Do I Need a Bail Bondsman?

One of the first things people want to know when they are arrested is when can they get out of jail. In some cases, suspects are held in jail pending their court hearing. However, some people are allowed to return to their home and go about their lives until they appear in court. Sometimes judges will allow people to leave jail with a “promise” (PR Bond) that they will return to court while other people must post bail (money or property) before they are allowed to leave jail.  The circumstances and factors used to determine the type of bail required in a case include state law, type and seriousness of the crime, past criminal history, outstanding warrants, person’s ties to the community, the risk of public safety, and the potential flight risk. If the judge does determine bond should be set, there are several types of bond the judge can impose.

What is Bond?

A bond is a condition for release from jail pending the conclusion of your criminal case.  The court can impose a variety of conditions for the bond in addition to requiring a monetary bond. Conditions of the bond may include travel restrictions, distance from a victim, report to pretrial services, or restrictions on possession of firearms, drug testing, and curfews.  While you are not legally required to use a bail bondsman to get out of jail, the circumstances and the facts of your case may necessitate the need for a bondsman.

Types of Bond in Michigan

There are several types of bond that judges use in Michigan criminal cases.

  • Personal Recognizance Bond (PR Bond)

A PR Bond does not require that the person or a family member place money or other assets as collateral for the release. The person is released with the understanding that if he or she fails to attend a court hearing, the full monetary amount of the bond will then be assessed against the person. For example, if you are released on a $10,000 PR Bond, you only owe $10,000 if you fail to show up for court.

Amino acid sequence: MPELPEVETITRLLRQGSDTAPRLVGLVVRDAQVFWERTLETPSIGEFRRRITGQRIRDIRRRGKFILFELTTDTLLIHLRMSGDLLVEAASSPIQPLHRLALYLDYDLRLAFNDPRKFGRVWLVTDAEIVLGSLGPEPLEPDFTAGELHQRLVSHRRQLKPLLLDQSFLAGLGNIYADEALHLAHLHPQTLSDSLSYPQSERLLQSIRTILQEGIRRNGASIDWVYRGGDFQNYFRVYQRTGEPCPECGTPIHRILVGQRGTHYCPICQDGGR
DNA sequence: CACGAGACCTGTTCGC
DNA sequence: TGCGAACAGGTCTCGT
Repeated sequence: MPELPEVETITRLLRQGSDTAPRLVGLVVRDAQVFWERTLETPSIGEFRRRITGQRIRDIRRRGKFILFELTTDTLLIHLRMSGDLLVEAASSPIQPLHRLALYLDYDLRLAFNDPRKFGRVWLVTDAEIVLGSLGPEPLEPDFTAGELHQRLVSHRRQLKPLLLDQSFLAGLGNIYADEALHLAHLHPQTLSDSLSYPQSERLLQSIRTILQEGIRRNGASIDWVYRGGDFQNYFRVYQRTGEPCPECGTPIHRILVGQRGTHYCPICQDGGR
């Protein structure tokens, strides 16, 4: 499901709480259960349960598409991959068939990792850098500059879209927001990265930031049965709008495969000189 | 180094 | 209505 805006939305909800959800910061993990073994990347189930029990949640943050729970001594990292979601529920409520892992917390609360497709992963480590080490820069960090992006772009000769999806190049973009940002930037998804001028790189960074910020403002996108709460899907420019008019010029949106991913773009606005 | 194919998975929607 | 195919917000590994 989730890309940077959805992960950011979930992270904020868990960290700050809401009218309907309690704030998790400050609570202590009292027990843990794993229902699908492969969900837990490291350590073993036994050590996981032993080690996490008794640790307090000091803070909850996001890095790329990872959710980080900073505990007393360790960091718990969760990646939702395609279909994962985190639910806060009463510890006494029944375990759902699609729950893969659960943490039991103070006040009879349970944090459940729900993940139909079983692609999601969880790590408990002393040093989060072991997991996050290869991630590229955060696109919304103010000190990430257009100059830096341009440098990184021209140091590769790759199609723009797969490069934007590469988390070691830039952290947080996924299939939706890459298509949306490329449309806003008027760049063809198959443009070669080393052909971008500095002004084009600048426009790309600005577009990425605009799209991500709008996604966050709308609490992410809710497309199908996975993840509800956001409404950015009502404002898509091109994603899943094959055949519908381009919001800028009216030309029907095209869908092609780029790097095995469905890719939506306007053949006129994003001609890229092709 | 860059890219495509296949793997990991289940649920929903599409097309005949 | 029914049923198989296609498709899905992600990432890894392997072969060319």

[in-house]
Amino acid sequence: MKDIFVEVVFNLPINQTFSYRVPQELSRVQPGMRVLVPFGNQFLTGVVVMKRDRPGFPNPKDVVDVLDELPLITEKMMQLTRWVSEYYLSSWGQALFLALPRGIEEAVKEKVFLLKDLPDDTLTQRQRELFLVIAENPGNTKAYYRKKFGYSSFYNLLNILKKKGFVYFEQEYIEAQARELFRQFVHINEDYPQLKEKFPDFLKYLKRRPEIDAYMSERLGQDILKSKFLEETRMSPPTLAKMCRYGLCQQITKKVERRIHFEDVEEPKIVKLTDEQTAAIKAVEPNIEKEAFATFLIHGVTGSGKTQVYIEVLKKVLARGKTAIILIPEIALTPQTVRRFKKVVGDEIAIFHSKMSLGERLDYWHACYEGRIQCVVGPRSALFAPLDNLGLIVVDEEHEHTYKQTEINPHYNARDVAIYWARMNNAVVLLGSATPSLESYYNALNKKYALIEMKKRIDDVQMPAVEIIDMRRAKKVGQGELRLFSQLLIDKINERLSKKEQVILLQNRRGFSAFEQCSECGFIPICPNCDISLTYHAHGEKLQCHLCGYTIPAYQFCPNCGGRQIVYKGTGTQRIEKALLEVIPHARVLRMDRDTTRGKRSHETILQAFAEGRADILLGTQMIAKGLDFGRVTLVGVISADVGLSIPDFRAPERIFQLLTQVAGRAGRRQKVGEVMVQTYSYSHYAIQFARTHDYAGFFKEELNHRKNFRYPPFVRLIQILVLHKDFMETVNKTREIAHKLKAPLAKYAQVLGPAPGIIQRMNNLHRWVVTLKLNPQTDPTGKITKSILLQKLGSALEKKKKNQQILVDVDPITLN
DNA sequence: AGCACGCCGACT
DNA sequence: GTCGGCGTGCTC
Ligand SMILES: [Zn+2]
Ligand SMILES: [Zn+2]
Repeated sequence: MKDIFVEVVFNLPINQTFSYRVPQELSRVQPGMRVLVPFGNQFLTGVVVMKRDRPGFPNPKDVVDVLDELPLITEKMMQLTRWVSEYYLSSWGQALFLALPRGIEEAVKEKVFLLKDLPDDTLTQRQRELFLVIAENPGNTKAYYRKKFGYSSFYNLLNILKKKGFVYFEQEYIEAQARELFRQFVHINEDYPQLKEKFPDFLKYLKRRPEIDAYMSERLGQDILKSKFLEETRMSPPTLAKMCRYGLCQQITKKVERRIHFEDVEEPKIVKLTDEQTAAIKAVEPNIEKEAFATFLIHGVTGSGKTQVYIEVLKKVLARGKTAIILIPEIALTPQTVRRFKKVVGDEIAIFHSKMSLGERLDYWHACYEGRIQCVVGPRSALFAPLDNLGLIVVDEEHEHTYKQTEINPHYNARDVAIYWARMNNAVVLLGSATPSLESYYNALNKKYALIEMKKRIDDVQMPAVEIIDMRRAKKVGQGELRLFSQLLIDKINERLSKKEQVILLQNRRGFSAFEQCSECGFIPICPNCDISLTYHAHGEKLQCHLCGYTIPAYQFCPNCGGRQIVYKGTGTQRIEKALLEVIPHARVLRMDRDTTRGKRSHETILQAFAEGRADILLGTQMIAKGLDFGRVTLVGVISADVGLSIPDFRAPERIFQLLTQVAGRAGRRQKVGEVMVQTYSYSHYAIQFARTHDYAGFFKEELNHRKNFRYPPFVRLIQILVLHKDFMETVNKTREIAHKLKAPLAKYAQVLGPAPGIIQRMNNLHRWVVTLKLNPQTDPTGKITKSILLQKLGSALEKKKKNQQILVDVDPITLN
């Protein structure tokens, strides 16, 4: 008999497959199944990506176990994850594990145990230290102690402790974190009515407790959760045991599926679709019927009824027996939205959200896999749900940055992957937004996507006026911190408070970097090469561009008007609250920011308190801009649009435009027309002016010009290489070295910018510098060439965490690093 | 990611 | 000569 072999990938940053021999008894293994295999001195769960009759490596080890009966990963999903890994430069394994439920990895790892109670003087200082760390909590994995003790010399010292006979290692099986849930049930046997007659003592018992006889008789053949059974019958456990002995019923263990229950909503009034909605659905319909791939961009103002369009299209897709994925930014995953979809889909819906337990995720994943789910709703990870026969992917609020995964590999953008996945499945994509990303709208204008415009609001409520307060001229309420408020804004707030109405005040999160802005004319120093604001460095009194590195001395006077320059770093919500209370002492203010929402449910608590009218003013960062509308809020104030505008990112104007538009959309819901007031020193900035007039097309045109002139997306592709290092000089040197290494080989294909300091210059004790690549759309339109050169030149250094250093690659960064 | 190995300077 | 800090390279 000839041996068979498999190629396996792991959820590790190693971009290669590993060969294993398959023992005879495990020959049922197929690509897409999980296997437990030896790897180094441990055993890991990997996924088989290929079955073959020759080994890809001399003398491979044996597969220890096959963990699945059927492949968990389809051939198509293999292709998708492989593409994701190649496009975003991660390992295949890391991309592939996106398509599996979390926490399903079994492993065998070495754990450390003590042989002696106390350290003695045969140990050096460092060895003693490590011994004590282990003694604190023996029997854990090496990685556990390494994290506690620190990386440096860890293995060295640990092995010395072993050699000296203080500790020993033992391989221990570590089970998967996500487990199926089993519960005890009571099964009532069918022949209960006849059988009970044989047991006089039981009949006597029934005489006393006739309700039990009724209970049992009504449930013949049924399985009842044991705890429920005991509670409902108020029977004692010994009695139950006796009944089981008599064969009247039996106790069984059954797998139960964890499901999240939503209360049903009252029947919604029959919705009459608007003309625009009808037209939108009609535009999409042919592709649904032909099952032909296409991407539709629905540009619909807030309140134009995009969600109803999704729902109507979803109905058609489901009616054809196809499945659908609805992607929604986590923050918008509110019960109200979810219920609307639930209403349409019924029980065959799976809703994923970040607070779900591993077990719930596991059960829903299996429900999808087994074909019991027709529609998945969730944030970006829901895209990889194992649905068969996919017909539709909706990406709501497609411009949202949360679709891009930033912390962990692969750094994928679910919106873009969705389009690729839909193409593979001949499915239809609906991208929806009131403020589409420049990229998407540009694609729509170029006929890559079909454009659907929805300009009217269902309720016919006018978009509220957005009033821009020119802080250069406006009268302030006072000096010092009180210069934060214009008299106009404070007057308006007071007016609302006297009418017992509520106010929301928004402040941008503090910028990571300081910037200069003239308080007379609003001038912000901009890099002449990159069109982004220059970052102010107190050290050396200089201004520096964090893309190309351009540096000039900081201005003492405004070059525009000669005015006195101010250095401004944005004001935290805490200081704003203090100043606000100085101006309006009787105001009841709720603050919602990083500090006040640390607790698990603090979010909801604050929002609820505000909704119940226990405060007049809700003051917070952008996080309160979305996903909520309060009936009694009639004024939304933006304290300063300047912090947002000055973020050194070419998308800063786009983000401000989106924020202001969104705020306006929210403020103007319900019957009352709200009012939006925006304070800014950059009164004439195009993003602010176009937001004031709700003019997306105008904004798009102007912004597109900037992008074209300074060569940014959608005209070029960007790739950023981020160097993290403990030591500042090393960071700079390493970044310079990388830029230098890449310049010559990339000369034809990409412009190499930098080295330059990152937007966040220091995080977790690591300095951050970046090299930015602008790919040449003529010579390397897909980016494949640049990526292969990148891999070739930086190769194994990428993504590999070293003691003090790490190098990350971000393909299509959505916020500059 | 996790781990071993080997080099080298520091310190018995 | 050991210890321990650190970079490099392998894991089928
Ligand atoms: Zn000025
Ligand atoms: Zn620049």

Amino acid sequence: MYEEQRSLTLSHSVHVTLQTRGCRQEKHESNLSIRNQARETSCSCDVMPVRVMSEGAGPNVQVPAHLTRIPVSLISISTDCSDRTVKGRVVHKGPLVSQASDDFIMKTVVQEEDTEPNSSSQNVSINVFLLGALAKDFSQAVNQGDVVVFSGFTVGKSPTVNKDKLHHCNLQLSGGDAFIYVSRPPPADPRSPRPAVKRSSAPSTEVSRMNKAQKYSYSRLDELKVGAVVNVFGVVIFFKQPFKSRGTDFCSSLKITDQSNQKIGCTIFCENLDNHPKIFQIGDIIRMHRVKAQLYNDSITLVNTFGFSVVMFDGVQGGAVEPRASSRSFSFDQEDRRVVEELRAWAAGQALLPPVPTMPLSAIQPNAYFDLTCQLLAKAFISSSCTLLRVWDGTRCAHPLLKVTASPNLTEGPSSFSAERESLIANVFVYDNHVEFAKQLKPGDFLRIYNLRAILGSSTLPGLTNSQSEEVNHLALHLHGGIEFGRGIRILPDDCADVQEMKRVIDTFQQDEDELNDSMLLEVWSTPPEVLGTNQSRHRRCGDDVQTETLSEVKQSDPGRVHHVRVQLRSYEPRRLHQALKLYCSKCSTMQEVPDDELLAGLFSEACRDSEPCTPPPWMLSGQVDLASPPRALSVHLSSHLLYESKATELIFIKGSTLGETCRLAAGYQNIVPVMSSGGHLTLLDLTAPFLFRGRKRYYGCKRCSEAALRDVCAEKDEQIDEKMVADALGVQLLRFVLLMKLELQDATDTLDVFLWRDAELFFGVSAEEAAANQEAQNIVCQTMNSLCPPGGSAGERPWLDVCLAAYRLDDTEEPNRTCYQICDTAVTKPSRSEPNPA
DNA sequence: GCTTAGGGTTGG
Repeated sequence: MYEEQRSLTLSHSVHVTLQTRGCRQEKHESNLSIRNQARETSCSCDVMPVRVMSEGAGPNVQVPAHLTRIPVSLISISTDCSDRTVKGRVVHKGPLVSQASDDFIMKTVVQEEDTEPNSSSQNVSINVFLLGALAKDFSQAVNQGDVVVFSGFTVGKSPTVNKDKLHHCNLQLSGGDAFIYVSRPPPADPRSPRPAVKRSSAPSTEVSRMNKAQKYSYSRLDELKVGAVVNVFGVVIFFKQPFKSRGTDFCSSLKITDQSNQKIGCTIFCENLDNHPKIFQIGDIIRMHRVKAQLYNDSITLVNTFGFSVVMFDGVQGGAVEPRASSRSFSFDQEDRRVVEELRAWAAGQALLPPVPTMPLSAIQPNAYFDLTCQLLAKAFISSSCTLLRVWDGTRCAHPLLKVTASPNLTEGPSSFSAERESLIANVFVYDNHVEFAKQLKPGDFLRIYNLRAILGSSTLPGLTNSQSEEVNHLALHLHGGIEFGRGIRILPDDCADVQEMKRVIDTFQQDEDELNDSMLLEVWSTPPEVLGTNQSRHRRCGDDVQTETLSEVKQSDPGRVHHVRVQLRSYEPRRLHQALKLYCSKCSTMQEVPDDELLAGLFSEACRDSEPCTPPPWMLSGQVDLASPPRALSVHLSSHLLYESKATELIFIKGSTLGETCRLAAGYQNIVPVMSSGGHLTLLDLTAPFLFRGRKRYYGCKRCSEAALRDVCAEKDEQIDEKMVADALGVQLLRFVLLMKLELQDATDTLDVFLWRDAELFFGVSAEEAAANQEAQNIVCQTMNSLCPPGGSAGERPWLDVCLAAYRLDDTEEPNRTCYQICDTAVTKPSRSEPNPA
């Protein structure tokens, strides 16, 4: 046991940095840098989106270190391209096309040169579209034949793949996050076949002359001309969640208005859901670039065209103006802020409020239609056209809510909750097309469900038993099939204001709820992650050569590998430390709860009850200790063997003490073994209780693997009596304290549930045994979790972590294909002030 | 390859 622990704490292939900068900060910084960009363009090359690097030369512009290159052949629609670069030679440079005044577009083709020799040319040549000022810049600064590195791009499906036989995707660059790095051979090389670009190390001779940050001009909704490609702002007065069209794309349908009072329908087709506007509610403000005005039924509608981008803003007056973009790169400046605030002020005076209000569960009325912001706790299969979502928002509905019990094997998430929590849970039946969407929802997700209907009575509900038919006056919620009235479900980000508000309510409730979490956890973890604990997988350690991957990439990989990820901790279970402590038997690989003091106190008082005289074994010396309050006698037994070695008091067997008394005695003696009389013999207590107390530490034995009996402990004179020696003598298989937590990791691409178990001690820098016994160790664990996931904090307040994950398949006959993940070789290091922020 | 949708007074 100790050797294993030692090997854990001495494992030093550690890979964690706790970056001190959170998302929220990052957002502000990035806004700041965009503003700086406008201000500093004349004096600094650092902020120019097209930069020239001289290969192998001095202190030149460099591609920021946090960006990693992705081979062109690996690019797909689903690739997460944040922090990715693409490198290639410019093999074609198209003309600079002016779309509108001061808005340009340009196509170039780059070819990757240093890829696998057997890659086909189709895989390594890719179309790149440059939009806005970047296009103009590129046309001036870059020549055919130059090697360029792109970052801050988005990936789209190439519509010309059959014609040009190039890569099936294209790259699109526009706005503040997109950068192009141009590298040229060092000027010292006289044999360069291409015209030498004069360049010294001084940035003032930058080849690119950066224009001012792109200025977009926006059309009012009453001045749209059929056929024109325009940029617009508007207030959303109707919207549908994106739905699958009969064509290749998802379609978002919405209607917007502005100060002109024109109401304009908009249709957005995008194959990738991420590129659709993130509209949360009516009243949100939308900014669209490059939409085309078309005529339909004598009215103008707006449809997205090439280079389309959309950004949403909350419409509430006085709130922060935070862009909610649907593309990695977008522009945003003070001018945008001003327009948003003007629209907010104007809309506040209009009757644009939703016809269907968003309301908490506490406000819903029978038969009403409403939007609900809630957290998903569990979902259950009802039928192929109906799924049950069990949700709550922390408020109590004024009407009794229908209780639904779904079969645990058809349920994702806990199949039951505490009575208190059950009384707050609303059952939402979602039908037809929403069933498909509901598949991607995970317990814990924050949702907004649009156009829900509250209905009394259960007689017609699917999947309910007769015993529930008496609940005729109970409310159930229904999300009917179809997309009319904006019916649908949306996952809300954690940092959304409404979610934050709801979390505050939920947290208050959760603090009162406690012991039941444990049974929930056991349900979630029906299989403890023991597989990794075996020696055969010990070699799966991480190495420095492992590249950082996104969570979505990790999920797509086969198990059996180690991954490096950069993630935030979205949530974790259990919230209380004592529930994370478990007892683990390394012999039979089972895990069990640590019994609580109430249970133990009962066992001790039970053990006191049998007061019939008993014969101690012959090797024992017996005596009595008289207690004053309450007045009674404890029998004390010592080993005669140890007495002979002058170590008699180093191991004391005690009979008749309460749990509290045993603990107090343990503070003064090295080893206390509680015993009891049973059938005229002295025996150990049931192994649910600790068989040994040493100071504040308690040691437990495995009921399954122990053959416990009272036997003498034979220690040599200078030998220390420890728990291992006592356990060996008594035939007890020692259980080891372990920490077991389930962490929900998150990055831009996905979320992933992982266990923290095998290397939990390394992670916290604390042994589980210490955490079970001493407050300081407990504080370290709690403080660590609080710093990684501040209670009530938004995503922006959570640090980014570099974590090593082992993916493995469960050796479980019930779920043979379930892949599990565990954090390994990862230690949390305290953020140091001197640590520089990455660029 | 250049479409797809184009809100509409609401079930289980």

• Cash Bonds

Cash bonds require a cash deposit with the court to secure the defendant’s appearance at court hearings. Cash bonds are handled in one of several ways. The court may allow a defendant to place a 10% Cash Bond instead of paying the full amount. In this case, you must place a cash deposit with the court that equals 10 percent of the total bond amount.

  • Surety Bonds

You may also work with a bail bondsman to satisfy your bail requirements. You or a friend pays 10 percent of the amount of the bond to the bondsman and, in return, the bondman’s issues a surety bond (guarantee) to the court that you will show up for your court hearings. If you fail to show up, the bondsman must pay the entire bond amount to the court. The fee you pay to the bondsman is non-refundable, even if you show up at court. Furthermore, many bondsmen require collateral from the person or family members to secure the bond in case the person “runs.”

  • Bonds Secured by Property

In some cases, you may able to pledge property to secure your bond.  For example, you may have the option of using your home or other real estate to post bond if you have sufficient equity in the property to cover the bond amount. However, if you fail to show up at court, the state can seize your real estate to satisfy the bond.

It can be helpful to have one of our Michigan criminal defense lawyers to help you sort through the various options for posting bail.  Furthermore, the decision to set bail is up to the judge who uses various factors to decide the type and amount of bail. Our attorneys can argue for the most favorable bail terms given the facts in our case.

Get Help with Bail from Experienced Michigan Criminal Defense Lawyers

The attorneys of The Clark Law Office want to help you get out of jail as quickly as possible. We can review the options for posting bail to help you determine what option is best for you.  To request your free legal consultation with a Lansing criminal defense attorney, contact our office by telephone at 517-347-6900. For your convenience, we have offices in Okemos and Lansing.